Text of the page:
So let’s talk about the benefits of WordPress for, not just your business blog, but your company’s entire website. And what makes it the best and most popular platform on the internet.

What is WordPress?

First of all, if you’ve been wondering “Is WordPress just for blogs?” wonder no more.

WordPress has become so much more than a blogging platform. It’s a full-featured content management system, which means it’s also more than just a website.

Unfortunately, many small business websites are basically brochures that tell everyone who you are, what got you started, how to contact you, and a few pages about what you sell. But that’s it. They don’t do anything more than that.

A blog is just a collection of articles and stories arranged in reverse chronological order about a variety of topics. It’s a public diary of sorts, covering an endless number of topics.

But a content management system not only lets you build those web pages and write those articles, it makes it so simple to do, you don’t even need to hire a professional webmaster every time you want to make a simple change.

Or, as professional web designer Stephani Worts once wrote on this very blog:

Put simply, WordPress is a tool that takes care of the nuts and bolts of publishing content so you can focus on what you want to convey on your website without having to worry about how to display your material.

This means WordPress can do so much more than blogging. Adding a blog article is pretty easy: At its most basic level, you just type in your information, add a few images, hit Publish, and you’re done.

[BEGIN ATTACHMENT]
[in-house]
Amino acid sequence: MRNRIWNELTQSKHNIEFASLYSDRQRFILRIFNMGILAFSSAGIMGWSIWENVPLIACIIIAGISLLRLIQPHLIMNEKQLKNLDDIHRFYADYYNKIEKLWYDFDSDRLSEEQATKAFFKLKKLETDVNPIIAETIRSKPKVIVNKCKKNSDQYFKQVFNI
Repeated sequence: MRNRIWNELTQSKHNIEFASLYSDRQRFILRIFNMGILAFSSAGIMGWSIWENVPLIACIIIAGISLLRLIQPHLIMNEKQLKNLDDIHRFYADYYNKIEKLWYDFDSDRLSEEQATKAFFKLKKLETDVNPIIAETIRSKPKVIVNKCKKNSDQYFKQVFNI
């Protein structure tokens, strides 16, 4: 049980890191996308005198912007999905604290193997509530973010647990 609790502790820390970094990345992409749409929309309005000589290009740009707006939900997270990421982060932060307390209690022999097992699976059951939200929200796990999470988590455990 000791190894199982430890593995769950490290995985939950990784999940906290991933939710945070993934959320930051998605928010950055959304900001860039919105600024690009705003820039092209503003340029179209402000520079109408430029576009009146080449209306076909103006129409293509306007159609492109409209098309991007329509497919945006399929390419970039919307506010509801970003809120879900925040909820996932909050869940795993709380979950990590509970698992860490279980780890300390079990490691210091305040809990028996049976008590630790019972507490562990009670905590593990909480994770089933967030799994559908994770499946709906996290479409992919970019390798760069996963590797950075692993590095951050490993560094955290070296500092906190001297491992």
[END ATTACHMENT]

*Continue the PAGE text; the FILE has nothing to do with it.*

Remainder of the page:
Adding a new page to your website is just as easy: The window where you enter your information is the same. The formatting commands are the same. The method for adding photos and videos are the same. It’s the same interface; the only difference is when you press Publish, the thing you created is a web page, not a blog post.

This means once you have your domain and hosting space (more on that in a minute), you can build your website yourself, and then later add blog articles yourself.

7 benefits of WordPress

Are you convinced? Are you ready to start?

I hope not, because there are about 3,000 words to go and I don’t want all this work to go to waste.

To that end, here are seven reasons why the benefits of WordPress make it your best choice for your business’s website.

1. WordPress is free

WordPress itself is 100% free, no fees attached, no strings attached, no guilt that you’re using something you should be paying for, like when you don’t pledge to your local NPR station even though you’ve listened every day for the last 20 years. (You know who you are.)

You can download the software from WordPress.org (note the .org), and it won’t cost a thing. You and your friends can get together and have wild WordPress download parties (socially-distanced and masked up, of course), and it’s all good.

The one downside is that you need to host WordPress somewhere. There are two options: 1) Self-hosted, where you take care of the hosting costs and maintenance/security responsibilities, and 2) Managed hosting, where you pay someone else to take care of the hosting and much of the maintenance and security for you.

What is self-hosting?

Self-hosting for WordPress means that you purchase a web hosting plan, download the free WordPress files from WordPress.org, and install them yourself on your hosting account. That might require more technical expertise or time than you have at the moment.

GoDaddy offers self-hosting for WordPress with one-click install. You pay a monthly fee for the server space, and they make it easy to install WordPress on your hosting account with a single click. From there, it’s up to you to customize your WordPress site, keep up with software and security updates, etc.

What is managed hosting?

For many busy entrepreneurs without a ton of technical experience, managed WordPress hosting is a better option.

If you’re new to WordPress, I recommend you go with GoDaddy’s Managed Hosting solution — at least until your business grows and you feel more confident managing it all yourself or can hire someone to do it for you.

Other costs associated with WordPress are premium themes (the skin or look of your website) and any premium plugins.